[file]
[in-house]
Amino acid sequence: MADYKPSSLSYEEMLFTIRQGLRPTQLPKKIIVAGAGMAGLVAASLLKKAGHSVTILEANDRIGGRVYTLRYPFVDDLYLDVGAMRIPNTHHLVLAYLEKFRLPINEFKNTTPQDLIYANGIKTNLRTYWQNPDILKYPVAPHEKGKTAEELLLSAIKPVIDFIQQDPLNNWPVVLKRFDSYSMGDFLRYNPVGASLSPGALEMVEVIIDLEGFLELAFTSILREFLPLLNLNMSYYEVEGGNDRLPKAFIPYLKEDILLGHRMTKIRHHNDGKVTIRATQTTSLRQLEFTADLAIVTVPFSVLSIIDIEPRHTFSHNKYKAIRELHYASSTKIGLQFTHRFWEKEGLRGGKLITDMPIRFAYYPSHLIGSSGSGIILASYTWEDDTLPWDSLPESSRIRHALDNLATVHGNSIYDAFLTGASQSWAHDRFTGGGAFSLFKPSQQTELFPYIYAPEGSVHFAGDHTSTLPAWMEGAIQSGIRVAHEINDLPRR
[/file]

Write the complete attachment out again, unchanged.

[in-house]
Amino acid sequence: MADYKPSSLSYEEMLFTIRQGLRPTQLPKKIIVAGAGMAGLVAASLLKKAGHSVTILEANDRIGGRVYTLRYPFVDDLYLDVGAMRIPNTHHLVLAYLEKFRLPINEFKNTTPQDLIYANGIKTNLRTYWQNPDILKYPVAPHEKGKTAEELLLSAIKPVIDFIQQDPLNNWPVVLKRFDSYSMGDFLRYNPVGASLSPGALEMVEVIIDLEGFLELAFTSILREFLPLLNLNMSYYEVEGGNDRLPKAFIPYLKEDILLGHRMTKIRHHNDGKVTIRATQTTSLRQLEFTADLAIVTVPFSVLSIIDIEPRHTFSHNKYKAIRELHYASSTKIGLQFTHRFWEKEGLRGGKLITDMPIRFAYYPSHLIGSSGSGIILASYTWEDDTLPWDSLPESSRIRHALDNLATVHGNSIYDAFLTGASQSWAHDRFTGGGAFSLFKPSQQTELFPYIYAPEGSVHFAGDHTSTLPAWMEGAIQSGIRVAHEINDLPRR